What Carrying the New "ReviewerCard" from Brad Newman Says About You
With Yelp currently tangled up in piles of Federal Trade Commission complaints about its business practices -- which restaurant owners allege range from libel to extortion -- a new scourge upon the dining scene seems poised to take its weaselly place: the ReviewerCard.
First reported in the LA Times, the ReviewerCard is the creation of Manhattan Beach entrepreneur Brad Newman. It's a black card -- as seen above -- given to a restaurant, bar, hotel or other business by a potential "reviewer" that's a cross between a business card and an implied threat, although Newman doesn't see it that way. The ReviewerCard is only issued to "prolific online reviewers to help them get better service than the rest of us," writes David Lazarus in the Times. But doesn't that smack of coercion?
"It's not a threat," Newman told Lazarus, defensively. "It's a way to get the service you deserve." It's also a way to get kicked out of a restaurant, or worse.
"I'm going to review them anyway," Newman said to Lazarus, "so why not let them know in advance?"
And I agree. Besides running the risk of being bodily removed from a restaurant by an irate chef or manager, the ReviewerCard says quite a lot about the person who's ballsy enough to present it upon entering an establishment. Far from being pointless, the card can actually speak volumes about someone's character.
I say, let people carry the ReviewerCard. Let them present it. So that everyone these "reviewers" meet can know the following key points about them in advance:
- I take myself and my writing so seriously that I need to let everyone I come in contact with know that I am a Serious Writer®, as my actual body of work doesn't speak for itself.
- I don't have legitimate business cards to pass to people upon request, because I don't actually write for a legitimate media outlet of any kind. I have, however, written 12 reviews on Travelocity.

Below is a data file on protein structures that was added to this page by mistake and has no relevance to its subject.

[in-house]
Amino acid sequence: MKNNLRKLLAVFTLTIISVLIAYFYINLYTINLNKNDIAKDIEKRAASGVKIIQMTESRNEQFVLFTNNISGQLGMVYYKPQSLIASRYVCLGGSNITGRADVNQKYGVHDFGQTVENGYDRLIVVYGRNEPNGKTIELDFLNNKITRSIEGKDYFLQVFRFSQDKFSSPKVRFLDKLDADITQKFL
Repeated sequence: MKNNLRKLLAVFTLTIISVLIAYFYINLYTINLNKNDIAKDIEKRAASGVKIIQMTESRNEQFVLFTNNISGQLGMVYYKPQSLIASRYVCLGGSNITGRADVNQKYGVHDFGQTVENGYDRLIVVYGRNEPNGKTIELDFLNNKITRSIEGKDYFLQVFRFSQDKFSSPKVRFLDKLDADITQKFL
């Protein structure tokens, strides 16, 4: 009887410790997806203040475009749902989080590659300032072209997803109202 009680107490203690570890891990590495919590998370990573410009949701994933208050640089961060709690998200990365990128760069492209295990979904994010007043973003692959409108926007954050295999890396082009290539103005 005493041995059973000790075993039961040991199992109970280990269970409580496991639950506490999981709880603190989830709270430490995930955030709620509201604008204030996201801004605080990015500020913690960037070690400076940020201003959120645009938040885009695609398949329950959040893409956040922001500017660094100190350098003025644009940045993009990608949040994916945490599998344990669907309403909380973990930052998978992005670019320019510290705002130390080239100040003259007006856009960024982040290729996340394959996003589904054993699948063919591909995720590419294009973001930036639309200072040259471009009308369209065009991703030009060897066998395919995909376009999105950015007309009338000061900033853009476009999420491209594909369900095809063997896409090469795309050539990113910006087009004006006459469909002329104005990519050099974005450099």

- I recently learned how to use Blogger.
- I am a cheap son of a bitch who will maybe leave a 10 percent tip -- maybe -- but definitely not on the items you comped. And I do expect you to comp my dessert, at the very least.
- Yelp Elite status was not affording me the quality or quantity of free stuff I feel that I deserve due to the fact that I have figured out a way to translate my loudest and most obnoxious qualities into online forums.
- I employ the Caps Lock key with frequency and vigor, and people know that THIS SERIOUS WRITER® IS SERIOUS WHEN THAT HAPPENS.
- I follow five times the number of people on Twitter as follow me.
- I deeply believe that the Internet as a whole hangs on my every word. This sense of self-importance is vital to maintaining the delicate balance of navel-gazing and utter lack of self-awareness that allows me to be the most annoying me I can be.
- I enjoy taking advantage of small businesses with razor-thin profit margins just because I can.
- I have no ethical qualms when it comes to receiving and writing about a wholly different dining experience than my readers would experience.
- I have no ethical qualms about anything.
- I like throwing my weight around and subtly bullying people whenever possible, in the hopes that the special treatment I receive in return will compensate for the fact that my parents didn't hug me as a child.
- I possess a deeply entrenched inferiority complex that can only be temporarily assuaged by forcing people to treat me like I matter.
- The fact that I have to force them only exacerbates the inferiority complex, but I'm too focused on making myself feel important to seriously examine my own shortcomings and do any real work on making myself into the kind of person that people would naturally like on their own.
- I am not surprised when someone spits in my food.
Get the Dining Newsletter
The week's top local food news and events, plus interviews with chefs and restaurant owners, dining tips, and a peek at our print review.